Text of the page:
A study from the University of California, Irvine reveals that compounds in both green and black tea relax blood vessels by triggering ion channel proteins in the blood vessel wall. The discovery helps explain the antihypertensive properties of tea and could cause the design of new blood pressure-lowering medications.
Released in Cellular Physiology and Biochemistry, the discovery was made by the laboratory of Geoffrey Abbott, PhD, a professor in the Department of Physiology and Biophysics in the UCI School of Medicine. Kaitlyn Redford, a graduate student in the Abbott Lab, was first author of this study titled, “KCNQ5 potassium channel activation underlies vasodilation by tea.”
Results from the research revealed that two catechin-type flavonoid chemicals (epicatechin gallate and epigallocatechin-3-gallate) found in tea, each trigger a certain type of ion channel protein called KCNQ5, allowing potassium ions to diffuse out of cells to reduce cellular excitability. As KCNQ5 is found in the smooth muscle that lines blood vessels, its stimulation by tea catechins was also predicted to relax blood vessels – a prediction confirmed by collaborators in the University of Copenhagen.
“We found by using computer modeling and mutagenesis studies that specific catechins bind to the foot of the voltage sensor, which is the part of KCNQ5 that allows the channel to open in response to cellular excitation. This binding allows the channel to open much more easily and earlier in the cellular excitation process,” explained Abbott.
As many as one third of the world’s adult population have hypertension, and this condition is regarded as the number one modifiable risk factor for international cardiovascular disease and premature mortality, new methods for treating hypertension possess enormous potential to improve global public health. Prior studies demonstrated that consumption of green or black tea can decrease blood pressure by a small but constant quantity, and catechins were previously found to contribute to this property. Identification of KCNQ5 as a novel target for the hypertensive properties of tea catechins may ease medicinal chemistry for enhanced efficacy or effectiveness.
Along with its function in controlling blood vessels tone, KCNQ5 is expressed in a variety of areas of the brain, where it regulates electrical activity and signaling between neurons. Pathogenic KCNQ5 gene variations exist that impair its station work and in doing so cause epileptic encephalopathy, a developmental disorder that is seriously debilitating and triggers frequent seizures. Since catechins can cross the blood-brain barrier, discovery of their capacity to trigger KCNQ5 might recommend a potential mechanism to fix broken KCNQ5 channels to ameliorate brain excitability ailments stemming from their dysfunction.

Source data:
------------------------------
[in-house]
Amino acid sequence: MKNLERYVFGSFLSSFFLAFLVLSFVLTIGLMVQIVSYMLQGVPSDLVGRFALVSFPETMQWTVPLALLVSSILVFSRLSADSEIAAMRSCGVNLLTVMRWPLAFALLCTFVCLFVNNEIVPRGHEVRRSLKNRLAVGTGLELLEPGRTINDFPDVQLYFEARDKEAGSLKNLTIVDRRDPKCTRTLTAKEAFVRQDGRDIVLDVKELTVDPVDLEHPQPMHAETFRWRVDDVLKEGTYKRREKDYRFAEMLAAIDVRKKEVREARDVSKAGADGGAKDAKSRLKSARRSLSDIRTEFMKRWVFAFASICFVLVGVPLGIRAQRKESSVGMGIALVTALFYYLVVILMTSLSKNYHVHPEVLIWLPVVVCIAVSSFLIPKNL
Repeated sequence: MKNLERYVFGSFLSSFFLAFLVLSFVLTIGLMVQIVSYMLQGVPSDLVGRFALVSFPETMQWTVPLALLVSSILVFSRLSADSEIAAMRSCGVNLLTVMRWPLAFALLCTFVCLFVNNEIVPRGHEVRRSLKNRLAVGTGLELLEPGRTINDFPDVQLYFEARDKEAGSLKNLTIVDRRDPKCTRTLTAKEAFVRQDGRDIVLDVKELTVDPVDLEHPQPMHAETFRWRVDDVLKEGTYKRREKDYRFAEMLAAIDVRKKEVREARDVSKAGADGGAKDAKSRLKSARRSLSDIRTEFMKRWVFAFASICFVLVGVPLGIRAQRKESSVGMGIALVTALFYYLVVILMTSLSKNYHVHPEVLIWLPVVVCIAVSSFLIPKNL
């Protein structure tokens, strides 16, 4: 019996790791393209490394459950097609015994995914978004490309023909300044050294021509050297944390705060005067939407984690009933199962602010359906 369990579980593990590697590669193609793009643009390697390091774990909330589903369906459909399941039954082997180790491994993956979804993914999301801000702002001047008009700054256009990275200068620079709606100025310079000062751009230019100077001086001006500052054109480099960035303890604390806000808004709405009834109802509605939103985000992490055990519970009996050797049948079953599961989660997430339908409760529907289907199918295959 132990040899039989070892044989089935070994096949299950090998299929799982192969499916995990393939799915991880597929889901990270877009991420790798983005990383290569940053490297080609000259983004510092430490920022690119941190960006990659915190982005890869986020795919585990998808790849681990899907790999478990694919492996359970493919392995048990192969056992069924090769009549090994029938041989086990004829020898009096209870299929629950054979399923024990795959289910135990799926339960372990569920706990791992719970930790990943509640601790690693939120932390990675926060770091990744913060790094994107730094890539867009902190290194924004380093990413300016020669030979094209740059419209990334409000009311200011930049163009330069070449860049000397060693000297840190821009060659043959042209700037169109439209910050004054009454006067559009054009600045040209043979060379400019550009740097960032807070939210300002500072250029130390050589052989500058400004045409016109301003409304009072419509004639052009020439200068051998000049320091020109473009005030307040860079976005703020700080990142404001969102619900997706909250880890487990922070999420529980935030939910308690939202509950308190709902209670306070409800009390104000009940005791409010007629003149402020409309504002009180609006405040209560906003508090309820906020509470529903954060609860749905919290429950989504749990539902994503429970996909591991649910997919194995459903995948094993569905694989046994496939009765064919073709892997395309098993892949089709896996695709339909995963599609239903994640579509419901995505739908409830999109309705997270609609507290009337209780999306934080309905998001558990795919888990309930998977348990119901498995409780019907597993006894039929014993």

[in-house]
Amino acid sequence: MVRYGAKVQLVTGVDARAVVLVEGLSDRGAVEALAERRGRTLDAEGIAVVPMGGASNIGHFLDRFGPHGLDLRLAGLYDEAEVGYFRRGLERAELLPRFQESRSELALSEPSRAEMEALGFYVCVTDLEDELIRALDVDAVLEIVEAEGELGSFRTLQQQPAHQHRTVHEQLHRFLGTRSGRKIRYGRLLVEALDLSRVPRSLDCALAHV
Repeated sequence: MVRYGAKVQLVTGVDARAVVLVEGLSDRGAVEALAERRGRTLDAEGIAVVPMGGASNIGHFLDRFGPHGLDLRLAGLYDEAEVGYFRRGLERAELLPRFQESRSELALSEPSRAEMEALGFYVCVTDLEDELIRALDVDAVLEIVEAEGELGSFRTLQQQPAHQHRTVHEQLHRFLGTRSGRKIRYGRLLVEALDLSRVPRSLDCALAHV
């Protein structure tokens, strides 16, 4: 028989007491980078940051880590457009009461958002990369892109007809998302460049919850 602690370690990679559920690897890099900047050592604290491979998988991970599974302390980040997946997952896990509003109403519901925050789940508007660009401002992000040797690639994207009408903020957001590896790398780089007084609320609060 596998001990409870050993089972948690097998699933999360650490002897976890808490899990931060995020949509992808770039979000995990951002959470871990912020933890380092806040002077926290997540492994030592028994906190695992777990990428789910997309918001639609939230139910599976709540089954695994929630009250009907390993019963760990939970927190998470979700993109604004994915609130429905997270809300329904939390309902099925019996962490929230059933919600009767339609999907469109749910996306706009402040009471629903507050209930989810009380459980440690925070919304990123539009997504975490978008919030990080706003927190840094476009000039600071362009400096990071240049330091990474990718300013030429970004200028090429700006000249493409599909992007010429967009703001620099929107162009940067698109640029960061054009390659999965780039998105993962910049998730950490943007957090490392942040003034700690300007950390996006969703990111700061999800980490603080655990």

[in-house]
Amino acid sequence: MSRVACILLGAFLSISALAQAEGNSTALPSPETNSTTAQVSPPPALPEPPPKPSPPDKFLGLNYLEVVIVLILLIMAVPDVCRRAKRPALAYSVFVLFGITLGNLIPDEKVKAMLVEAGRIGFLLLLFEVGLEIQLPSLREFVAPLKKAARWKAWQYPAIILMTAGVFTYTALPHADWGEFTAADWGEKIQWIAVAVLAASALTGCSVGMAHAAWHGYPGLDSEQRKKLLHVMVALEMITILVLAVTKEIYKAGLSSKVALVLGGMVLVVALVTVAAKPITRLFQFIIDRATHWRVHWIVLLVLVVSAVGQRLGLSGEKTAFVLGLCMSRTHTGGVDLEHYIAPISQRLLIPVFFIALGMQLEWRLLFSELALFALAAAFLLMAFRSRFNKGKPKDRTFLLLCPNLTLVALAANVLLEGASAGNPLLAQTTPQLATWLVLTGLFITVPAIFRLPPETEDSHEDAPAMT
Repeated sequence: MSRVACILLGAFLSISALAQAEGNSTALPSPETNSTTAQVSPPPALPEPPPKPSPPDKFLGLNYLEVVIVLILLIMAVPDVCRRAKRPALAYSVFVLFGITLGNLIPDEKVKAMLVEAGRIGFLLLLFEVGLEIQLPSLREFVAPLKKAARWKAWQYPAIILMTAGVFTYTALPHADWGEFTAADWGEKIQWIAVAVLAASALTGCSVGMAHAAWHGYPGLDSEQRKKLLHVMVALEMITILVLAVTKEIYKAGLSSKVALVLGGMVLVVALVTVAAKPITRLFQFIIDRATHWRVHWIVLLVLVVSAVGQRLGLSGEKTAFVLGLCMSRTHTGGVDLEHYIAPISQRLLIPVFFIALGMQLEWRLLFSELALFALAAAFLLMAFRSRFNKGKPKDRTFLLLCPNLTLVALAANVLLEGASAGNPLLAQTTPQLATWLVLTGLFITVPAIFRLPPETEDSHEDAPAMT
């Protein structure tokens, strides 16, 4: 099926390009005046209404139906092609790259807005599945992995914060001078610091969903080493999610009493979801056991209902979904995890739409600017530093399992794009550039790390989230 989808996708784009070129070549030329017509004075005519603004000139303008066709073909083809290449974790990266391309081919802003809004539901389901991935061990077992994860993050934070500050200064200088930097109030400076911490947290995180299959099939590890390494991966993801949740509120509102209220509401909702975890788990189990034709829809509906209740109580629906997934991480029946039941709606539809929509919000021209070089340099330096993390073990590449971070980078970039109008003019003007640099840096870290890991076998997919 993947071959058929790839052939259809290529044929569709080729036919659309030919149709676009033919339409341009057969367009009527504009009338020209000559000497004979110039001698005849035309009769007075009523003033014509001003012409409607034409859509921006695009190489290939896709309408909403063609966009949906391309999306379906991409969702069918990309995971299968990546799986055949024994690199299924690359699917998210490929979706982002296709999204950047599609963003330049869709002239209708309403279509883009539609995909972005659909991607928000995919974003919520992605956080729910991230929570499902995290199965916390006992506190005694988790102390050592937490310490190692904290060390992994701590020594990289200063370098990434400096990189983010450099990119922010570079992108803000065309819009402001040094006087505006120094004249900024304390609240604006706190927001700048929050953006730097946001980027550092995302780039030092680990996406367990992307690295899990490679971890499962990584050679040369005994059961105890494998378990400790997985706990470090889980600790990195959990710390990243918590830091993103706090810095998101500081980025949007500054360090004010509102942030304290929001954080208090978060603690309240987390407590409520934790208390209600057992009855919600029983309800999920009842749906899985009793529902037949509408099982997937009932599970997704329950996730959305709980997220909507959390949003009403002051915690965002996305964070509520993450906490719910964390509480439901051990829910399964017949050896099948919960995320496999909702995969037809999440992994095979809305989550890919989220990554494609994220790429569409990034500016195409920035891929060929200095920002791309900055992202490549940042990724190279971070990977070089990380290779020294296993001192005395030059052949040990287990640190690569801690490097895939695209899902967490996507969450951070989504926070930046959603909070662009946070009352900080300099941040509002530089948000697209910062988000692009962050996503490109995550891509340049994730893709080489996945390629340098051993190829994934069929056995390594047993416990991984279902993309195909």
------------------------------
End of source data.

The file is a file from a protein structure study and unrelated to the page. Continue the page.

Tea has been generated and consumed for more than 4,000 years and upwards of two billion cups of tea are now consumed daily worldwide, second only to water in terms of the quantity consumed by people worldwide. The three generally consumed caffeinated teas (green, oolong, and black) are all produced from the leaves of the evergreen species Camellia sinensis, the differences arising from other degrees of fermentation during tea creation.
Black tea is commonly mixed with milk before it’s consumed in countries including the United Kingdom and the United States. The researchers in the current research found that when black tea has been applied to blood vessels cells comprising the KCNQ5 channel, the addition of milk prevented the beneficial KCNQ5-activating effects of tea. But, according to Abbott, “We don’t believe this means one needs to avoid milk when drinking tea to take advantage of the beneficial properties of tea. We are confident that the environment in the human stomach will separate the catechins from the proteins and other molecules in milk that would otherwise block catechins’ beneficial effects.”
This theory is borne out by other studies demonstrating antihypertensive blood vessels advantages of tea regardless of milk co-consumption. The team also discovered that using mass spectrometry, that warming green tea to 37 degrees Celsius (95 degrees Fahrenheit) alters its chemical makeup in a manner that leaves it more effective at triggering KCNQ5.
“Regardless of whether tea is consumed iced or hot, this temperature is achieved after tea is drunk, as human body temperature is about 37 degrees Celsius,” explained Abbott. “Thus, simply by drinking tea we activate its beneficial, antihypertensive properties.”
Related Journal Article: https://www.cellphysiolbiochem.com/Articles/000337/